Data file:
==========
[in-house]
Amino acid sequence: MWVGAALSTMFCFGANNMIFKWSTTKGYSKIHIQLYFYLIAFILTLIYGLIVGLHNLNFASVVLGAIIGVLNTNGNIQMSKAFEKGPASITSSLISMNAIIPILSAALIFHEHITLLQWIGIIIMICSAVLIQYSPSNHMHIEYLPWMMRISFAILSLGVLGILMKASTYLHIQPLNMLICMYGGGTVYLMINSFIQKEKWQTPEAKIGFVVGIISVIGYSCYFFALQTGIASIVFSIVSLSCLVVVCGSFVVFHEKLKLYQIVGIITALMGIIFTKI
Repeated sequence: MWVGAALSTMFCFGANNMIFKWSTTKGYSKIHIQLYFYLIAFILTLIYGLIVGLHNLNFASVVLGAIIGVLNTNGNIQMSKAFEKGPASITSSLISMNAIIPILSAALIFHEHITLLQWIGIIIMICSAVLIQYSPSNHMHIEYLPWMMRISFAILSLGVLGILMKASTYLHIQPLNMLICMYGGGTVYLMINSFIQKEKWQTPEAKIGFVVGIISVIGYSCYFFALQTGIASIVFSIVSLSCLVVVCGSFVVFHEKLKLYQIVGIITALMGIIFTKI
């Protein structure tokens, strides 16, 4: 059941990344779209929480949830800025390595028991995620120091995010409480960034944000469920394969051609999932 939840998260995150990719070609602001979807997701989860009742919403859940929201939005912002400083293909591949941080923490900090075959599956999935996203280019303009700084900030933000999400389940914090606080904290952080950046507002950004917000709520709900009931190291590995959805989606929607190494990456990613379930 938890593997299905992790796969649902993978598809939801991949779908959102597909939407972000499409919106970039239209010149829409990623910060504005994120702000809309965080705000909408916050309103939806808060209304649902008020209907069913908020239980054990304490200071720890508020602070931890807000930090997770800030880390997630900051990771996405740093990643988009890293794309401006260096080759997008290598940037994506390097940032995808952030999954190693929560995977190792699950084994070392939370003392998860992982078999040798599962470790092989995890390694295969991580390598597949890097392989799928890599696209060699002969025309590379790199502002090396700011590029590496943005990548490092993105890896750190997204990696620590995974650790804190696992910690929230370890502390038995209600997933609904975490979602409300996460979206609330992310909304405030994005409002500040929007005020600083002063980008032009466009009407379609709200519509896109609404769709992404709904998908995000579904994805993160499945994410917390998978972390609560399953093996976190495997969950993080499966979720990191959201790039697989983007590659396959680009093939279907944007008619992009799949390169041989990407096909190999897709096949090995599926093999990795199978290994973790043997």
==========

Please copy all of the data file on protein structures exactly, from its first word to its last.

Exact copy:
[in-house]
Amino acid sequence: MWVGAALSTMFCFGANNMIFKWSTTKGYSKIHIQLYFYLIAFILTLIYGLIVGLHNLNFASVVLGAIIGVLNTNGNIQMSKAFEKGPASITSSLISMNAIIPILSAALIFHEHITLLQWIGIIIMICSAVLIQYSPSNHMHIEYLPWMMRISFAILSLGVLGILMKASTYLHIQPLNMLICMYGGGTVYLMINSFIQKEKWQTPEAKIGFVVGIISVIGYSCYFFALQTGIASIVFSIVSLSCLVVVCGSFVVFHEKLKLYQIVGIITALMGIIFTKI
Repeated sequence: MWVGAALSTMFCFGANNMIFKWSTTKGYSKIHIQLYFYLIAFILTLIYGLIVGLHNLNFASVVLGAIIGVLNTNGNIQMSKAFEKGPASITSSLISMNAIIPILSAALIFHEHITLLQWIGIIIMICSAVLIQYSPSNHMHIEYLPWMMRISFAILSLGVLGILMKASTYLHIQPLNMLICMYGGGTVYLMINSFIQKEKWQTPEAKIGFVVGIISVIGYSCYFFALQTGIASIVFSIVSLSCLVVVCGSFVVFHEKLKLYQIVGIITALMGIIFTKI
């Protein structure tokens, strides 16, 4: 059941990344779209929480949830800025390595028991995620120091995010409480960034944000469920394969051609999932 939840998260995150990719070609602001979807997701989860009742919403859940929201939005912002400083293909591949941080923490900090075959599956999935996203280019303009700084900030933000999400389940914090606080904290952080950046507002950004917000709520709900009931190291590995959805989606929607190494990456990613379930 938890593997299905992790796969649902993978598809939801991949779908959102597909939407972000499409919106970039239209010149829409990623910060504005994120702000809309965080705000909408916050309103939806808060209304649902008020209907069913908020239980054990304490200071720890508020602070931890807000930090997770800030880390997630900051990771996405740093990643988009890293794309401006260096080759997008290598940037994506390097940032995808952030999954190693929560995977190792699950084994070392939370003392998860992982078999040798599962470790092989995890390694295969991580390598597949890097392989799928890599696209060699002969025309590379790199502002090396700011590029590496943005990548490092993105890896750190997204990696620590995974650790804190696992910690929230370890502390038995209600997933609904975490979602409300996460979206609330992310909304405030994005409002500040929007005020600083002063980008032009466009009407379609709200519509896109609404769709992404709904998908995000579904994805993160499945994410917390998978972390609560399953093996976190495997969950993080499966979720990191959201790039697989983007590659396959680009093939279907944007008619992009799949390169041989990407096909190999897709096949090995599926093999990795199978290994973790043997």